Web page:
Van Til on the Shepherd Controversy

Transcription of a speech by Cornelius Van Til at the Justification Controversy meeting of the Committee of the Whole of the OPC Philadelphia Presbytery

[Van Til's emphasis in bold.]

I think that when we begin with the idea of faith, we have to think first of all that the devils also believe and tremble. Now we have faith by which we need not to tremble because Christ on the cross said, "My God, my God, why hast Thou forsaken me?" so that His people might not be forsaken. It is finished! It was finished, once for all. Now that is, I think, beautifully expressed in this word of our Lord:

[Begin discussion of John 6:22ff.]

When the multitudes wanted to make Him king because He had given them bread, and they thought it would be easy to have a handout, Jesus said, when they found the other side, "Rabbi, when did you get here?" Jesus said, "Truly I say to you, ye seek me not because ye see signs but because you ate the loaves and were filled. [VT: Now then comes the crucial point.] Do not work for food which perishes but for food which endures to eternal life which the Son of Man shall give to you, for of Him the Father even God has been sealed." They therefore said, "What shall we do, that we may work the works of God?" Jesus answered and said unto them, "This is the work of God, that ye may believe on Him Whom He hath sent."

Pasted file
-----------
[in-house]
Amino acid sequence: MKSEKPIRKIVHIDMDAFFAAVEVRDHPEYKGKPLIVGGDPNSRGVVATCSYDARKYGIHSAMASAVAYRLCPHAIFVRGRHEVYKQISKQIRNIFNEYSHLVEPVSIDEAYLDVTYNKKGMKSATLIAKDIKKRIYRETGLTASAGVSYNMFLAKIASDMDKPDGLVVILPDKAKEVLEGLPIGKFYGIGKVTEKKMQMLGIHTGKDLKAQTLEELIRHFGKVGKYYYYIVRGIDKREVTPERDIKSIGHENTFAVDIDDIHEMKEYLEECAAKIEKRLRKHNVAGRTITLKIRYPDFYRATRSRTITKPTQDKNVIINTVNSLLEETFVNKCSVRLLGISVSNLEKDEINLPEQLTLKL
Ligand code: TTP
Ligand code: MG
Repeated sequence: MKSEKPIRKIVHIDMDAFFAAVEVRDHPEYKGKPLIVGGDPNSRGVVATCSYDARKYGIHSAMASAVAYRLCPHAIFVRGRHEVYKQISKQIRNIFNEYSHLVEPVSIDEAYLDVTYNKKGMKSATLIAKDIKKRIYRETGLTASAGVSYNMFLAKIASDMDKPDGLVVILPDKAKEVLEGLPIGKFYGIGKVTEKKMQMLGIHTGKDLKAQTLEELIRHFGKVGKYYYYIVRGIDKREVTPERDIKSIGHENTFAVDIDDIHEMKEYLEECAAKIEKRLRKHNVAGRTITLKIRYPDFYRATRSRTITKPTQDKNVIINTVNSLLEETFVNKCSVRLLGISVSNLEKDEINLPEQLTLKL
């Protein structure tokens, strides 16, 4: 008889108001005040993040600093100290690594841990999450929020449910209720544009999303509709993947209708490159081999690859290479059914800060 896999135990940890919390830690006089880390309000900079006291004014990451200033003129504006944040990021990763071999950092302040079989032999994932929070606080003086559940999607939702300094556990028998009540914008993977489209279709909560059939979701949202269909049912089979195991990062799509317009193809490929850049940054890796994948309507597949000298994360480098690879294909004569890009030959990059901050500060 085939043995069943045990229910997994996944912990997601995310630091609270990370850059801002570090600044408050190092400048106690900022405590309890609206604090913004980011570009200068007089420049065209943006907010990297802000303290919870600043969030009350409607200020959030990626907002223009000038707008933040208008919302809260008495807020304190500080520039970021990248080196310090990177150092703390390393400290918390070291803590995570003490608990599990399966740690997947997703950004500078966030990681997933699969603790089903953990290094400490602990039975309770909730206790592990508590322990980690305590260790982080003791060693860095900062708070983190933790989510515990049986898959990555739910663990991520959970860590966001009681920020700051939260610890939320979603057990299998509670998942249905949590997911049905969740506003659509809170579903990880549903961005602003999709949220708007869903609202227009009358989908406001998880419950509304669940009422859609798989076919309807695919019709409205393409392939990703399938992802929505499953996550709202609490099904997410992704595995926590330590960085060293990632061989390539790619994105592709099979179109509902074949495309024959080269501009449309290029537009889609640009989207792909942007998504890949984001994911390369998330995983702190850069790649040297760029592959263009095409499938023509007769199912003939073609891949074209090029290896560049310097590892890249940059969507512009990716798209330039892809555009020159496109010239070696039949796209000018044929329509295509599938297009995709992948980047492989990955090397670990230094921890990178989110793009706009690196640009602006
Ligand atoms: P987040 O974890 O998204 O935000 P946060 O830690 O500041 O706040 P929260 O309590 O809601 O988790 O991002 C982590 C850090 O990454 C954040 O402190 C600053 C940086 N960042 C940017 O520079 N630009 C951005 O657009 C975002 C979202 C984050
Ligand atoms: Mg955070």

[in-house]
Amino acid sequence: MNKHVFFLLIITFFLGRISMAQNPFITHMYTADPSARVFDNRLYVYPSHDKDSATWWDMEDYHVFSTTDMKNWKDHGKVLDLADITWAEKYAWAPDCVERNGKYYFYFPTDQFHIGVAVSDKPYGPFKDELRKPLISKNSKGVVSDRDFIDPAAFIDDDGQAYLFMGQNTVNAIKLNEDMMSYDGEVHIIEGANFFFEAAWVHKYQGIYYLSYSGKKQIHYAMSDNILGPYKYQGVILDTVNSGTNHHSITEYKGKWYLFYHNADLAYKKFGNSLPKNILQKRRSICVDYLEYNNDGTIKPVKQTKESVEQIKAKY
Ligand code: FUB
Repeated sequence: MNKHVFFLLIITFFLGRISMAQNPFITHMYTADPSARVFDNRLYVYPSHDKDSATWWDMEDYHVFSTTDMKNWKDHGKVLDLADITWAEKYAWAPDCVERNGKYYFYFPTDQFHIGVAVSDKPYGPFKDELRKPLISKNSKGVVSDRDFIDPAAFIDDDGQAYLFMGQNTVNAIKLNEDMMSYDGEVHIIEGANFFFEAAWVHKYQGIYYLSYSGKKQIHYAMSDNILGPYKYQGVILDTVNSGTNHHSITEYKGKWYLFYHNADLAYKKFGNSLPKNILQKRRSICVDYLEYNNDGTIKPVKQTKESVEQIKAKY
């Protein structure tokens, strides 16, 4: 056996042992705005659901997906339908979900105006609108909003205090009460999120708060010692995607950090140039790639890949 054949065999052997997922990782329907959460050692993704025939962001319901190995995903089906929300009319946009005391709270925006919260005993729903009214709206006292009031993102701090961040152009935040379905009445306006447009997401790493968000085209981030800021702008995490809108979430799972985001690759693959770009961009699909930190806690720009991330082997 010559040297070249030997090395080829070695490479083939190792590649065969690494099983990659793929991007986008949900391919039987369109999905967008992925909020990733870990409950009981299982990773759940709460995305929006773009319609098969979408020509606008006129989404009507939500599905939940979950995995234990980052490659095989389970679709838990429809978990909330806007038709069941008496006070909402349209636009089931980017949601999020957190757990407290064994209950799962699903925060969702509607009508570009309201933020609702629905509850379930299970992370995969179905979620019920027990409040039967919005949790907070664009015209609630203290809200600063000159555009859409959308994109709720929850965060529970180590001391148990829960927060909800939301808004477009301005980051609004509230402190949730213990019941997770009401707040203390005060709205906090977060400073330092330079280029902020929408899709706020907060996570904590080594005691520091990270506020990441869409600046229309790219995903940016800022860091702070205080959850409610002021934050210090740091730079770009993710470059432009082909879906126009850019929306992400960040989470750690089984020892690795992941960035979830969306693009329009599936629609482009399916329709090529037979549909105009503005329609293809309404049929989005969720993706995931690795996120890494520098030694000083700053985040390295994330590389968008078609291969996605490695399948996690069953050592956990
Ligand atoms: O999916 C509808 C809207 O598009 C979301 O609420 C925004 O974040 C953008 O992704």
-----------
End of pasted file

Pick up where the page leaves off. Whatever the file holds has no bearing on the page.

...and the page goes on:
Here faith and works are identical. Not similar but identical. The work is faith; faith is work. We believe in Jesus Christ and in His salvation, that’s why we do not tremble. He died for us, in our place, and the Scotsmen would say, "in our room and stead," for that substitutionary atonement, on the basis of which we are forensically righteous with God and are now righteous in His sight and shall inherit the kingdom of heaven in which only the righteous shall dwell. And I'm going to ask John Frame if he will quote the Greek of this particular passage.

[Frame works through it reading both the Greek and English.]

I thank you. Well now, you see faith alone is not alone. Faith is not alone. Faith always has an object. The faith, your act of believing, is pointed definitely to God in Jesus Christ, and by the regeneration of the Holy Spirit, and conversion, it's all one, it's not a "janus face" proposition, but it is not possible to give exhaustive statements in human words, human concepts. And that's why we have to be satisfied merely to do what the Scriptures and Confessions of Faith say that they [i.e. we] ought to do, and that then we are on the way, and I think that Norman Shepherd is certainly in the line of direct descent of [i.e. on the topic of] faith. Thank you.

Note from webmaster in response to private queries: The above transcript is provided here merely as an item of historical documentation. Its provision should not be taken to imply approval (or disapproval) of Shepherd's views or of Van Til's assessment of Shepherd's views. It should be noted that the particular point of controversy here concerned the orthodoxy of Shepherd's position (as articulated at that time) regarding the roles of faith and works in relation to justification. It should also be noted (i) that Shepherd's views have developed somewhat (for better or worse, depending on one's point of view) since the time of the controversy (late 70's to early 80's) and (ii) that throughout his career Van Til was in full agreement with the statements of the Westminster Confession of Faith regarding justification, the covenant of works, the imputation of Adam's sin, and the imputation of Christ's righteousness. —JA

Transcribed by Phil Hodson
Copyright © James N. Anderson 2003
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